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Zauriel
13-10-05, 16:06
Ancient achievements

Louvre Museum antiquitySee Predynastic Egypt for inventions and other significant achievements in the Sahara region before the Protodynastic Period. For example the world's earliest known writing system dates to the predynastic era [8].

The art and science of engineering was present in Egypt, such as accurately determining the position of points and the distances between them (known as surveying). These skills were used to outline pyramid bases. The Egyptian pyramids took the geometric shape formed from a polygonal base and a point, called the apex, by triangular faces. Hydraulic Cement was first invented by the Egyptians. The Al Fayyum Irrigation (water works) was one of the main agricultural breadbaskets of the ancient world. There is evidence of ancient Egyptian pharaohs of the twelfth dynasty using the natural lake of the Fayyum as a reservoir to store surpluses of water for use during the dry seasons. From the time of the First dynasty or before, the Egyptians mined turquoise in Sinai Peninsula.

The earliest evidence (circa 1600 BC) of traditional empiricism is credited to Egypt, as evidenced by the Edwin Smith and Ebers papyri. The roots of the Scientific method may be traced back to the ancient Egyptians. The ancient Egyptians are also credited with devising the world's earliest known alphabet, decimal system [9] and complex mathematical formularizations, in the form of the Moscow and Rhind Mathematical Papyri. An awareness of the Golden ratio seems to be reflected in many constructions, such as the Egyptian pyramids.

Predynastic
See main article and timeline: Predynastic Egypt.

3500 BC - Faience, world's earliest known

Dynastic
3300 BC - Bronze works (see Bronze Age)
3200 BC - Egyptian hieroglyphs fully developed (see First dynasty of Egypt)
3200 BC - Narmer Palette, world's earliest known historical document
3100 BC - Decimal system, [10], world's earliest (confirmed) use
3100 BC - Wine cellars, world's earliest known [11]
3100 BC - Mining, Sinai Peninsula
3050 BC - Shipbuilding in Abydos, [12]
3000 BC - Exports from Nile to Israel: wine (see Narmer)
3000 BC - Copper plumbing (see Copper: History)
3000 BC - Medical Institutions
3000 BC - Papyrus, world's earliest known paper
3000 BC - Senet, world's oldest (confirmed) board game
2900 BC - possible steel: carbon-containing iron, [13]
2700 BC - Surgery, world's earliest known
2700 BC - precision Surveying
2600 BC - Sphinx, still today the world's largest single-stone statue
2600s-2500 BC - Shipping expeditions: King Sneferu and Pharaoh Sahure. See also [14], [15].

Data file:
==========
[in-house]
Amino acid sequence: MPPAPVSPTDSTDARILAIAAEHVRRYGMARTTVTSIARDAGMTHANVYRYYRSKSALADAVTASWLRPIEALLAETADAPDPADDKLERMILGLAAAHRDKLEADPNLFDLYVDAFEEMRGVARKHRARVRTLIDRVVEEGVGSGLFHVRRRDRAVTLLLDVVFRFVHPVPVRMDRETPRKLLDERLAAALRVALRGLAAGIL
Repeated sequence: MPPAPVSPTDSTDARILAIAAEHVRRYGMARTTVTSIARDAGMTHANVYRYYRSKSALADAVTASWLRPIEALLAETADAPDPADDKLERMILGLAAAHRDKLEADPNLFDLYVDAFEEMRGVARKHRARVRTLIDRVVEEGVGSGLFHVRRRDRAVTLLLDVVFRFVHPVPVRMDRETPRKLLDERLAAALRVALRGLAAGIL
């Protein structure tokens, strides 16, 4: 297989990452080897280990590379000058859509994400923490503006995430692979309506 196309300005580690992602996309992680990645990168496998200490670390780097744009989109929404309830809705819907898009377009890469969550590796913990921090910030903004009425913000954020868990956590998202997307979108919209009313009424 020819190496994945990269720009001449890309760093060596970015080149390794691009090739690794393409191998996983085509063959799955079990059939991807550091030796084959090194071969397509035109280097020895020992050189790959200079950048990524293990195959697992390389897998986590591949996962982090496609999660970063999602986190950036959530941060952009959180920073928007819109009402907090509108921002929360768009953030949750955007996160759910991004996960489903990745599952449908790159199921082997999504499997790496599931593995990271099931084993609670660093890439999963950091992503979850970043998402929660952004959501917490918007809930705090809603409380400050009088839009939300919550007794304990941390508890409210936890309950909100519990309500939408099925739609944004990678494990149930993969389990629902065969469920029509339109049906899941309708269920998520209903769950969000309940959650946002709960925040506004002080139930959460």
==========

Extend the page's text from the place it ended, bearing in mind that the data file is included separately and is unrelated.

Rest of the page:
2600 BC - Barge transportation, stone blocks (see Egyptian pyramids: Construction)
2600 BC - Pyramid of Djoser, world's earliest known large-scale stone building
2600 BC - Menkaure's Pyramid & Red Pyramid, world's earliest known works of carved granite
2600 BC - Red Pyramid, world's earliest known "true" smooth-sided pyramid; solid granite work
2580 BC - Great Pyramid of Giza, the world's tallest structure until AD 1300
2500 BC - Beekeeping, [16]
2400 BC - Astronomical Calendar, used even in the Middle Ages for its mathematical regularity
2200 BC - Beer, [17]
1860 BC - possible Nile-Red Sea Canal (Twelfth dynasty of Egypt)
1800 BC - Alphabet, world's oldest known
1800 BC - Berlin Mathematical Papyrus, [18], 2nd order algebraic equations
1800 BC - Moscow Mathematical Papyrus, generalized formula for volume of frustum
1650 BC - Rhind Mathematical Papyrus: geometry, cotangent analogue, algebraic equations, arithmetic series, geometric series
1600 BC - Edwin Smith papyrus, medical tradition traces as far back as c. 3000 BC
1550 BC - Ebers Medical Papyrus, traditional empiricism; world's earliest known documented tumors (see History of medicine)
1500 BC - Glass-making, world's earliest known
1258 BC - Peace treaty, world's earliest known (see Ramesses II, [19])
1160 BC - Turin papyrus, world's earliest known geologic and topographic map
5th-4th century BC (or perhaps earlier) - battle games, petteia and seega; possible precursors to Chess (see Origins of chess)

http://en.wikipedia.org/wiki/Ancient_Egypt

The ancient civil Egyptian calendar had a year that was 365 days long, consisting of 12 months of 30 days each, plus 5 extra days at the end of the year. The months were divided into 3 "weeks" of ten days each.
http://en.wikipedia.org/wiki/Egyptian_calendar

Suez Canal:

The Suez canal had an immediate and dramatic effect on world trade. It not only played an important role in increasing European penetration and colonization of Africa but also brought Western ideas of liberty to the Spanish colony of Philippines as well as brought British families to India. Before the Suez Canal was modernized, ony British men went to India. Very few women and children have gone with their husbands and fathers because they had to travel the westward route which was the very longer one to India.

Zauriel
13-10-05, 16:38
Hey, Monsieur Maciamo, I have mistakenly/erroneously typed in the word Alphabet. What I meant to say was "writing system" not alphabet.